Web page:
Risk Takers Anonymous

January 31, 2009

An eminent scientist who studies the brain and economics thinks that the financial industry in essence became addicted and insensitive to both risk and reward.

“The finance industry was adapting to the level or risk,” said Gregory Berns a professor at Emory University in Atlanta and a leader in the relatively new field of neuroeconomics.

“It is an insidious process, and you are not aware of it. You are addicted to returns, you are addicted to risk, you are addicted to cocaine – its all the same as far the brain goes.”

The part of the brain which is rich in dopamine is active in giving people a buzz when they do something they value. Getting money can give this buzz, as can taking risks. But sadly shortly after we reach a level of wealth we need more to get the same kick, just as we become used to the risk taking which formerly would have been exciting and might have caused us to trim our sails.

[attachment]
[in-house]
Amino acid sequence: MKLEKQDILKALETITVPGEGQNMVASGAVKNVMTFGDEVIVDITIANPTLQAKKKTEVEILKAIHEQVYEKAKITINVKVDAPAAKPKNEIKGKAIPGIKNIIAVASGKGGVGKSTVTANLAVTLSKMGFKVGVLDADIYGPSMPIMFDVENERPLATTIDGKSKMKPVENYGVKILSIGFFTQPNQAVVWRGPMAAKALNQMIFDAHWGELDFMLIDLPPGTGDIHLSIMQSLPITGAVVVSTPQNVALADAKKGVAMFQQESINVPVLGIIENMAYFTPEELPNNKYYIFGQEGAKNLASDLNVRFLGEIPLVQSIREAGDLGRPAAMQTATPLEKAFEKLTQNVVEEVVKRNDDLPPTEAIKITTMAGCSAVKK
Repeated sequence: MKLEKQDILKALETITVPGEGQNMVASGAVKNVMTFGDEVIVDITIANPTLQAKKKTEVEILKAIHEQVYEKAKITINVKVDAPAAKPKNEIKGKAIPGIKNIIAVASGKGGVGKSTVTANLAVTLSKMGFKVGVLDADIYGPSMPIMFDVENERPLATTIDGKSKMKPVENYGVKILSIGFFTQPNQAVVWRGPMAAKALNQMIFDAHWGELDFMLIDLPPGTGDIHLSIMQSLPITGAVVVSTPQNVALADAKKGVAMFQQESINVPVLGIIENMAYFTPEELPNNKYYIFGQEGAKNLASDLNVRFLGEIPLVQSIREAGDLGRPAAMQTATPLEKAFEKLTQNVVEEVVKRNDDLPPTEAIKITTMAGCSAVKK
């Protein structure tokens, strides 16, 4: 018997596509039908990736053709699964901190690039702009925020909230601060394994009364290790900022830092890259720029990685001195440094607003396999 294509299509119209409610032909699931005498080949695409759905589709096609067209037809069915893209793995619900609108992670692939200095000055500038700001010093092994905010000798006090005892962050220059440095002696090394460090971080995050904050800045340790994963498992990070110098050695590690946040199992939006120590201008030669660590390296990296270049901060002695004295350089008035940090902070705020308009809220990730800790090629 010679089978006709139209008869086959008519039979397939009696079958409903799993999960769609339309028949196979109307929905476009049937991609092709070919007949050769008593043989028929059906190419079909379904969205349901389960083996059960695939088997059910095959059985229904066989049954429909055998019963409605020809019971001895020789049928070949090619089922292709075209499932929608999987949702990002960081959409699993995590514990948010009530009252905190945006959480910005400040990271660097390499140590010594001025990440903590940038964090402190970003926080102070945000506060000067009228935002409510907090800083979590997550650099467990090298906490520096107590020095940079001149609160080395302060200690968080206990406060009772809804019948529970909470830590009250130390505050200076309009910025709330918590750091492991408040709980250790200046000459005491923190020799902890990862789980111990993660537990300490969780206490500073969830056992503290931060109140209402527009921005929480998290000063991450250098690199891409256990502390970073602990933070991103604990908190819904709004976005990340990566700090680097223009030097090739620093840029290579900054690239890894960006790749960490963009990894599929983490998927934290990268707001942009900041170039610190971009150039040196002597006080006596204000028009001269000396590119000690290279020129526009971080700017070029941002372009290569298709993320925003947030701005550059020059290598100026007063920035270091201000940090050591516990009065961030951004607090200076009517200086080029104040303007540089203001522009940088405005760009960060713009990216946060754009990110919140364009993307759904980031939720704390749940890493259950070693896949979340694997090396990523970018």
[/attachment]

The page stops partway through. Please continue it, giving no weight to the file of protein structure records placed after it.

Berns describes the process of becoming habituated as like adjusting to a new level of light, at first it seems bright but then you adjust.

“You get used to it. The brain is constantly gauging relative amounts. The brain does not have a mechanism ever to be satisfied.”

The implication he said, is that the trader, banker or even small investor needs some structure from outside to impose limits.

In other words, regulation from on high.

And of course regulating banks to take the “right” amount of risk, enough to keep money flowing, is much more difficult than just telling them not to drink at all.

It’s as if governments were going to hold support meetings for alcoholics in bars, with the object being to just have one quick one.

A tough task.

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